The second one says that they are using an archaic database and haven't quite figured out that there are plenty of people using much more secure "pass phrases" instead.

The third one basically shows that they don't realize that people may have a dozen or so passwords across all their service sites and often take several attempts to remember which one goes here. I can understand locking the account after say 20 attempts, but 3 is just not enough. It's worse when you have to call them to get it fixed and banking hours don't quite work with when normal people need access.

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Re: And what can you do...

It is not true that blocking special characters means the bank is not hashing or otherwise protecting passwords. More likely the banks want to avoid the confusion that occurs when people try to enter special characters on keyboards or characters sets that they do not usually use, and because it is a masked field they cannot easily tell they have made an input error. So they lock themselves out and cause havoc.

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Re: And what can you do...

But you have to verify passwords, so surely (Shirley) they know what they've input.

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Re: And what can you do...

'But you have to verify passwords, so surely (Shirley) they know what they've input.'

That works if you're only ever logging on from the same computer, for instance I have a laptop with a US keyboard as well as a PC and laptop with a UK keyboard. To be extra tricky the US keyboard is set up as a UK one as I touch type which is fine but not all the characters are where I expect because it's a laptop keyboard and the layout is a bit odd at the edges.

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Trollface

Re: And what can you do...

Perhaps they should blacklist the real sources of confusion. Headed by I, l, 1, and maybe |.

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Coat

Re: And what can you do...

"but 3 is just not enough".

On SCO Unix the default was 9 and we soon learned that even that was too low for many customers, and we gave up, and started to increased the default right from the beginning. SCO Unix was actually quite good, but delivered on rubbish PC hardware, compared to all the other Unix versions.

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Silver badge

Re: And what can you do...

The 'blacklisted characters' may be rejected by the web server, before they ever get passed to the database. That would be a practical precaution against SQL injection attacks, and applied probably to all fields in all forms.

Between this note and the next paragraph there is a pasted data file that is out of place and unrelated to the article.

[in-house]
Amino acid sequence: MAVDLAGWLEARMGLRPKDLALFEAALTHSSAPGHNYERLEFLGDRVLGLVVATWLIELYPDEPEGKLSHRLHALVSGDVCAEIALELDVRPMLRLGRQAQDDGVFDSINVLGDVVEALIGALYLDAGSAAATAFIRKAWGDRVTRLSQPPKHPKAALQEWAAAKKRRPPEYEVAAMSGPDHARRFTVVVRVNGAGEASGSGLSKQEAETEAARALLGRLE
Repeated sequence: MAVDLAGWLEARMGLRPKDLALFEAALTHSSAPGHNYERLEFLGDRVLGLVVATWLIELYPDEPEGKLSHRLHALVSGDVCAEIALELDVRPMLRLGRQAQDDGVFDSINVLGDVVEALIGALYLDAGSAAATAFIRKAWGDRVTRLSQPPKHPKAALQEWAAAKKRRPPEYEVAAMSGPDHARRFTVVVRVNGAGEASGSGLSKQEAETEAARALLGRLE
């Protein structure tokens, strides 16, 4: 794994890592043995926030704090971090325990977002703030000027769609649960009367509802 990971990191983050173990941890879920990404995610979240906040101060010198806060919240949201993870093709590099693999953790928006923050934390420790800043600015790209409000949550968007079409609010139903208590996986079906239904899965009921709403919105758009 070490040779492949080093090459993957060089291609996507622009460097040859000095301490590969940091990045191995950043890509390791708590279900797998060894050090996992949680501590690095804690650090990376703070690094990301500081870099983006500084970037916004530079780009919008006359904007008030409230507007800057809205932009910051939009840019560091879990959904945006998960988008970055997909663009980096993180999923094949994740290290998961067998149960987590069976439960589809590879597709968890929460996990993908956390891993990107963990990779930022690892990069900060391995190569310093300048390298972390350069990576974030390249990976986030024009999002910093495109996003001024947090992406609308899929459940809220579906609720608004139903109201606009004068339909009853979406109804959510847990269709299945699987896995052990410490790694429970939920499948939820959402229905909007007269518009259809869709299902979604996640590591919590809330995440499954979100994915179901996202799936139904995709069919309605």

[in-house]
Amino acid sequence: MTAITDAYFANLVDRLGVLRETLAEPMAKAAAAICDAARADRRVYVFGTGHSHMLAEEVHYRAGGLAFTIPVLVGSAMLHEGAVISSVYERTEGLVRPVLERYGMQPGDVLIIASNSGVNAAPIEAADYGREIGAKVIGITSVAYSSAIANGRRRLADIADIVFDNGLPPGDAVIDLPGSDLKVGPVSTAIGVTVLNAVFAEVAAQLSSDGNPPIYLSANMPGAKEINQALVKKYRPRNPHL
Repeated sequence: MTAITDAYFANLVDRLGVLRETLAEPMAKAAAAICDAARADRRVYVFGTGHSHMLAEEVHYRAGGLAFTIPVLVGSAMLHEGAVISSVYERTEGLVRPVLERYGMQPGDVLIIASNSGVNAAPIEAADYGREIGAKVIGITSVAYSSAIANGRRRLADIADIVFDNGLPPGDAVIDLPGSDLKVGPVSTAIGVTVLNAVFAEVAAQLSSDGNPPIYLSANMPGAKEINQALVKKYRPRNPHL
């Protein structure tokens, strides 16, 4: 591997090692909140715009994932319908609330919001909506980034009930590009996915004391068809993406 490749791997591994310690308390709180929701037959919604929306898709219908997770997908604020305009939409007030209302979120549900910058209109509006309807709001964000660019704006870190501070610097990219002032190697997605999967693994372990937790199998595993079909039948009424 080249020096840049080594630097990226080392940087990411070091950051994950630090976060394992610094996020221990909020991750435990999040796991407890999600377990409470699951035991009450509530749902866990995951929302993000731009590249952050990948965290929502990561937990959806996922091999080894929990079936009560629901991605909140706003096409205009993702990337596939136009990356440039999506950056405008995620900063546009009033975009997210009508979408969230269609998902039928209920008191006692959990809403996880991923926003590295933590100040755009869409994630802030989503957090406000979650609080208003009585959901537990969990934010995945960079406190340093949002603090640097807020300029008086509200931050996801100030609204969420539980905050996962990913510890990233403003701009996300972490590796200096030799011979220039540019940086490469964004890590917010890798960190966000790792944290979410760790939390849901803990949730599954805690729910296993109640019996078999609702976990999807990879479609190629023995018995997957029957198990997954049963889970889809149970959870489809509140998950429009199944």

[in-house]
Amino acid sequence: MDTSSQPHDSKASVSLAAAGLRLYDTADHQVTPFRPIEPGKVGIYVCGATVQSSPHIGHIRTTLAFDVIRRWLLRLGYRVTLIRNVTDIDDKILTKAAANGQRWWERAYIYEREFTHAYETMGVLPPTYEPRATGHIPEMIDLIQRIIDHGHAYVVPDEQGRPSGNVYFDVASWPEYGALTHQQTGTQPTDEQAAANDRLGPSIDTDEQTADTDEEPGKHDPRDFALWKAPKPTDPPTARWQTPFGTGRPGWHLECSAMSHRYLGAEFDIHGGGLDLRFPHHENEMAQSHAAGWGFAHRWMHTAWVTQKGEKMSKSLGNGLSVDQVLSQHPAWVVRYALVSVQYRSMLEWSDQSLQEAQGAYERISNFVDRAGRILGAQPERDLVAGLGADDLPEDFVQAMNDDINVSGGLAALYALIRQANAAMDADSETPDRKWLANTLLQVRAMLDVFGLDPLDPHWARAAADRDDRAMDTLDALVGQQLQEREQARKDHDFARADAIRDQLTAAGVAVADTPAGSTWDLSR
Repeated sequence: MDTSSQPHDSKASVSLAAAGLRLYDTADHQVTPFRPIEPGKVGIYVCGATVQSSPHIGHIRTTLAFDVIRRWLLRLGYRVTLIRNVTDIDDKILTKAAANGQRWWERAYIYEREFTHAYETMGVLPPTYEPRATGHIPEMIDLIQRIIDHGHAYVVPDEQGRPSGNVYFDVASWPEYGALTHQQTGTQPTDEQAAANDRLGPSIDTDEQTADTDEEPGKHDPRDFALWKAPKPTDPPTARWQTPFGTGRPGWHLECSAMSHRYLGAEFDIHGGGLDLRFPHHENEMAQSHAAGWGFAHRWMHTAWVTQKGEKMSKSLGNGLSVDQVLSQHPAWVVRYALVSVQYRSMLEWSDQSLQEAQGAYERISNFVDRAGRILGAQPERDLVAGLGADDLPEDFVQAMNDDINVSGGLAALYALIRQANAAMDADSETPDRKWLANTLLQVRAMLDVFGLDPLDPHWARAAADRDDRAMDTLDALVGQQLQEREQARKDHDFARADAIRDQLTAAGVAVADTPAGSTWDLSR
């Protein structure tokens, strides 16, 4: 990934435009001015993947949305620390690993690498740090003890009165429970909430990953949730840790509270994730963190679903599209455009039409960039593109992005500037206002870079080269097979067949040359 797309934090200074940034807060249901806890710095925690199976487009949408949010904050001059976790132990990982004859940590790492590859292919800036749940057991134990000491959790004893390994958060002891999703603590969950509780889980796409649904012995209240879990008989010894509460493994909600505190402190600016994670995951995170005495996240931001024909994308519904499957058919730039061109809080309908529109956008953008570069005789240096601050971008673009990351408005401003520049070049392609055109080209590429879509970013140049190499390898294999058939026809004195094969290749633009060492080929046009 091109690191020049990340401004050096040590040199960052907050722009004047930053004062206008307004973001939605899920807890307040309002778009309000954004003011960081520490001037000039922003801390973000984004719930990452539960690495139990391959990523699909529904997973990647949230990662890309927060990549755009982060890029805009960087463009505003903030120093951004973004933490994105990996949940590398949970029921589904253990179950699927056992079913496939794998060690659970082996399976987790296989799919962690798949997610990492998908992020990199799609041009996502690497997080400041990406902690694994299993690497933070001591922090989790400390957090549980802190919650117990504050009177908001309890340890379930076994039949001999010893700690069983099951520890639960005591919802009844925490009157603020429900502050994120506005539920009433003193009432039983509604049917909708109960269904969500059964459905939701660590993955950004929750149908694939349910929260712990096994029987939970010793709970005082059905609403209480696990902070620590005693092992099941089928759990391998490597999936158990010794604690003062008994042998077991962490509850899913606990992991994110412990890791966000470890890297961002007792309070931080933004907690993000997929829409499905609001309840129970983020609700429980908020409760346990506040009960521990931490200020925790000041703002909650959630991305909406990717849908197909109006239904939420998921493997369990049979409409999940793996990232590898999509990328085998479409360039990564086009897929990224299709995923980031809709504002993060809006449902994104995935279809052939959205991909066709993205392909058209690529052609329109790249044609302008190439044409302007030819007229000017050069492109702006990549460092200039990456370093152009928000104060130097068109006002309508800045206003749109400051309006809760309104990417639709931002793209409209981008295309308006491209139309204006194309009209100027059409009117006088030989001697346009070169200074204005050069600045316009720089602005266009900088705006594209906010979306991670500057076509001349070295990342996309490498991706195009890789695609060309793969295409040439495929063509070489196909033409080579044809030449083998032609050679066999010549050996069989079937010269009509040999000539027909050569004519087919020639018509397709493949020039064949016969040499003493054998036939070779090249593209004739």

Not the best way to do it, by a long shot, but practical.

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Anonymous Coward

Re: And what can you do...

You can actually send them a registered letter in which you lay out the deficiencies and inform them that you deem them liable for any breaches as a consequence. That doesn't change your contractual liabilities (as that would require an agreement on both sides), but it ought to create all sorts of pain when it goes wrong - after all, they were informed of such a weakness and didn't act which raises the legal spectre of criminal negligence, and that's one they can't walk away from (AFAIK, IANAL but I often find ways to scare the crap out of banks in ways that prevent an escape route via drawing out civil litigation).

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Anonymous Coward

Re: And what can you do...

That works if you're only ever logging on from the same computer, for instance I have a laptop with a US keyboard as well as a PC and laptop with a UK keyboard.

Try having to work with US, UK, French (AZERTY) and Swiss (QUARTZ - German with a twist) layouts. Yes, I use all of them because offices have localised keyboards.

I've resorted to typing the password in a text editor somewhere and then pasting it where I need it as especially the system passwords contain lots of non-alphanum characters..

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Bronze badge

Reading the T&Cs

is pretty pointless when, in among them, is one that typically reads

User agrees that Bank may change any or all of these terms at any time, without notice, and the change will take effect immediately. User also waives the right to contest changes in any legal forum with the sole exception of a mediator chosen and paid by Bank.

OK, maybe not so bluntly, but it's in there, at least in the U.S.

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Anonymous Coward

Re: Reading the T&Cs

I love a good moan as much as the next person, but in England I have never seen a bank T&C like that. They have specific terms covering variation and they are quite onerous to the bank.